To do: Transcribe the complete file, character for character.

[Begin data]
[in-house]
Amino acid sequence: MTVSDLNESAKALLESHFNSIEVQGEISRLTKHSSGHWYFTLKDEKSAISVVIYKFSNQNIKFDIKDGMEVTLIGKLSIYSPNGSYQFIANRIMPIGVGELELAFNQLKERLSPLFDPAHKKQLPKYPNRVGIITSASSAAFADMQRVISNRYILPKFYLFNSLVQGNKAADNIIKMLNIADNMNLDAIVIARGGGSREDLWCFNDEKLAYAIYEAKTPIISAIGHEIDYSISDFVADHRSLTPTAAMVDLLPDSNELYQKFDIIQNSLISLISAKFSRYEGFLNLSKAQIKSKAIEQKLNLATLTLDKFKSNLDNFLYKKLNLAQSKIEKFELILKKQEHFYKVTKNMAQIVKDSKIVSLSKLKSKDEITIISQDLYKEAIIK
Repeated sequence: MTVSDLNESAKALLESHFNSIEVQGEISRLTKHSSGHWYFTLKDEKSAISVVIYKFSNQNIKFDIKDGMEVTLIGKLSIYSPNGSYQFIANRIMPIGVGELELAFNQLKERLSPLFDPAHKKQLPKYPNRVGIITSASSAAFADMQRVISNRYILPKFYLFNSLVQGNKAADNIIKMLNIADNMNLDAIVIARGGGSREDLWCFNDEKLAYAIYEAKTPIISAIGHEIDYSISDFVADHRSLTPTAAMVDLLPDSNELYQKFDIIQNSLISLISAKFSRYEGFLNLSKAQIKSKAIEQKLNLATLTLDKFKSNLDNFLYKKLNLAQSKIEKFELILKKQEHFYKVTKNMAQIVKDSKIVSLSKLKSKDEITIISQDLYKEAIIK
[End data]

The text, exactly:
[in-house]
Amino acid sequence: MTVSDLNESAKALLESHFNSIEVQGEISRLTKHSSGHWYFTLKDEKSAISVVIYKFSNQNIKFDIKDGMEVTLIGKLSIYSPNGSYQFIANRIMPIGVGELELAFNQLKERLSPLFDPAHKKQLPKYPNRVGIITSASSAAFADMQRVISNRYILPKFYLFNSLVQGNKAADNIIKMLNIADNMNLDAIVIARGGGSREDLWCFNDEKLAYAIYEAKTPIISAIGHEIDYSISDFVADHRSLTPTAAMVDLLPDSNELYQKFDIIQNSLISLISAKFSRYEGFLNLSKAQIKSKAIEQKLNLATLTLDKFKSNLDNFLYKKLNLAQSKIEKFELILKKQEHFYKVTKNMAQIVKDSKIVSLSKLKSKDEITIISQDLYKEAIIK
Repeated sequence: MTVSDLNESAKALLESHFNSIEVQGEISRLTKHSSGHWYFTLKDEKSAISVVIYKFSNQNIKFDIKDGMEVTLIGKLSIYSPNGSYQFIANRIMPIGVGELELAFNQLKERLSPLFDPAHKKQLPKYPNRVGIITSASSAAFADMQRVISNRYILPKFYLFNSLVQGNKAADNIIKMLNIADNMNLDAIVIARGGGSREDLWCFNDEKLAYAIYEAKTPIISAIGHEIDYSISDFVADHRSLTPTAAMVDLLPDSNELYQKFDIIQNSLISLISAKFSRYEGFLNLSKAQIKSKAIEQKLNLATLTLDKFKSNLDNFLYKKLNLAQSKIEKFELILKKQEHFYKVTKNMAQIVKDSKIVSLSKLKSKDEITIISQDLYKEAIIK